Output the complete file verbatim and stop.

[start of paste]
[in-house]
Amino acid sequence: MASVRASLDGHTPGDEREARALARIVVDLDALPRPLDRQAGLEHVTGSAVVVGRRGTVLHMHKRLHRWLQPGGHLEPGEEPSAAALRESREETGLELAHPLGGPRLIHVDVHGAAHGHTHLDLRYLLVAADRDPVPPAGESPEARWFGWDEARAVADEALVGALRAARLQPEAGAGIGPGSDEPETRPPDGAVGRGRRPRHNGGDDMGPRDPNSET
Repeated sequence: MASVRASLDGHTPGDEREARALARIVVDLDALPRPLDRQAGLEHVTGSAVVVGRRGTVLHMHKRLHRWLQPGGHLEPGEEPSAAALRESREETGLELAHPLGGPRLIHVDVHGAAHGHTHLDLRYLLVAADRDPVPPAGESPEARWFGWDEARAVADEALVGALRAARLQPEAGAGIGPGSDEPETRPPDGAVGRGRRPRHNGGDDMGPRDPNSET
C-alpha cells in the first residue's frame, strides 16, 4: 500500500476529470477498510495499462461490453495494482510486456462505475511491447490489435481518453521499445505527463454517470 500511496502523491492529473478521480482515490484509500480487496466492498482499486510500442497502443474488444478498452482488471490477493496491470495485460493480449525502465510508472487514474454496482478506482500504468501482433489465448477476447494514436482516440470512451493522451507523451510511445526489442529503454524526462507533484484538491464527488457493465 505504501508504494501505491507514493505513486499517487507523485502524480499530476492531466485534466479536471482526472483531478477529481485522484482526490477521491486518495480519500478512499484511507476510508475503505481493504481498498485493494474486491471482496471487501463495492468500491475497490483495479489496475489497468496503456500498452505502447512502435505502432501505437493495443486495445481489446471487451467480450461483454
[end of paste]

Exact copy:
[in-house]
Amino acid sequence: MASVRASLDGHTPGDEREARALARIVVDLDALPRPLDRQAGLEHVTGSAVVVGRRGTVLHMHKRLHRWLQPGGHLEPGEEPSAAALRESREETGLELAHPLGGPRLIHVDVHGAAHGHTHLDLRYLLVAADRDPVPPAGESPEARWFGWDEARAVADEALVGALRAARLQPEAGAGIGPGSDEPETRPPDGAVGRGRRPRHNGGDDMGPRDPNSET
Repeated sequence: MASVRASLDGHTPGDEREARALARIVVDLDALPRPLDRQAGLEHVTGSAVVVGRRGTVLHMHKRLHRWLQPGGHLEPGEEPSAAALRESREETGLELAHPLGGPRLIHVDVHGAAHGHTHLDLRYLLVAADRDPVPPAGESPEARWFGWDEARAVADEALVGALRAARLQPEAGAGIGPGSDEPETRPPDGAVGRGRRPRHNGGDDMGPRDPNSET
C-alpha cells in the first residue's frame, strides 16, 4: 500500500476529470477498510495499462461490453495494482510486456462505475511491447490489435481518453521499445505527463454517470 500511496502523491492529473478521480482515490484509500480487496466492498482499486510500442497502443474488444478498452482488471490477493496491470495485460493480449525502465510508472487514474454496482478506482500504468501482433489465448477476447494514436482516440470512451493522451507523451510511445526489442529503454524526462507533484484538491464527488457493465 505504501508504494501505491507514493505513486499517487507523485502524480499530476492531466485534466479536471482526472483531478477529481485522484482526490477521491486518495480519500478512499484511507476510508475503505481493504481498498485493494474486491471482496471487501463495492468500491475497490483495479489496475489497468496503456500498452505502447512502435505502432501505437493495443486495445481489446471487451467480450461483454